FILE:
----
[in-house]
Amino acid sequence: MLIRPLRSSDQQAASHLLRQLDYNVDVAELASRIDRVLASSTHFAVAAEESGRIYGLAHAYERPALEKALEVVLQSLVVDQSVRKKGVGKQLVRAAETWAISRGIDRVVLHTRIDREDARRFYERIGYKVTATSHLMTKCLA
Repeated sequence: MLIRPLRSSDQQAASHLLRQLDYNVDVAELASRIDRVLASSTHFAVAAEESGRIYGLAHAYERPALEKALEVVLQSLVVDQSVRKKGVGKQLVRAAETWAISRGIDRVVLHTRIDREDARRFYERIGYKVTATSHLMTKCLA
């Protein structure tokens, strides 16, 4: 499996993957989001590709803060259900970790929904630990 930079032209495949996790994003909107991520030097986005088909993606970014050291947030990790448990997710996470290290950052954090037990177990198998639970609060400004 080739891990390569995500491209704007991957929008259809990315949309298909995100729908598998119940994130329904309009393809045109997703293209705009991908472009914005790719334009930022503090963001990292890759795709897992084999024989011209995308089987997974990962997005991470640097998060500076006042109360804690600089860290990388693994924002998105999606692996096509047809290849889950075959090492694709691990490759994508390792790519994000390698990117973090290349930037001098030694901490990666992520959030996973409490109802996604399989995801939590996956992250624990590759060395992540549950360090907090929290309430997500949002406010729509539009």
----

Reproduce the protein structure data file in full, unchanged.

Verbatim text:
[in-house]
Amino acid sequence: MLIRPLRSSDQQAASHLLRQLDYNVDVAELASRIDRVLASSTHFAVAAEESGRIYGLAHAYERPALEKALEVVLQSLVVDQSVRKKGVGKQLVRAAETWAISRGIDRVVLHTRIDREDARRFYERIGYKVTATSHLMTKCLA
Repeated sequence: MLIRPLRSSDQQAASHLLRQLDYNVDVAELASRIDRVLASSTHFAVAAEESGRIYGLAHAYERPALEKALEVVLQSLVVDQSVRKKGVGKQLVRAAETWAISRGIDRVVLHTRIDREDARRFYERIGYKVTATSHLMTKCLA
């Protein structure tokens, strides 16, 4: 499996993957989001590709803060259900970790929904630990 930079032209495949996790994003909107991520030097986005088909993606970014050291947030990790448990997710996470290290950052954090037990177990198998639970609060400004 080739891990390569995500491209704007991957929008259809990315949309298909995100729908598998119940994130329904309009393809045109997703293209705009991908472009914005790719334009930022503090963001990292890759795709897992084999024989011209995308089987997974990962997005991470640097998060500076006042109360804690600089860290990388693994924002998105999606692996096509047809290849889950075959090492694709691990490759994508390792790519994000390698990117973090290349930037001098030694901490990666992520959030996973409490109802996604399989995801939590996956992250624990590759060395992540549950360090907090929290309430997500949002406010729509539009």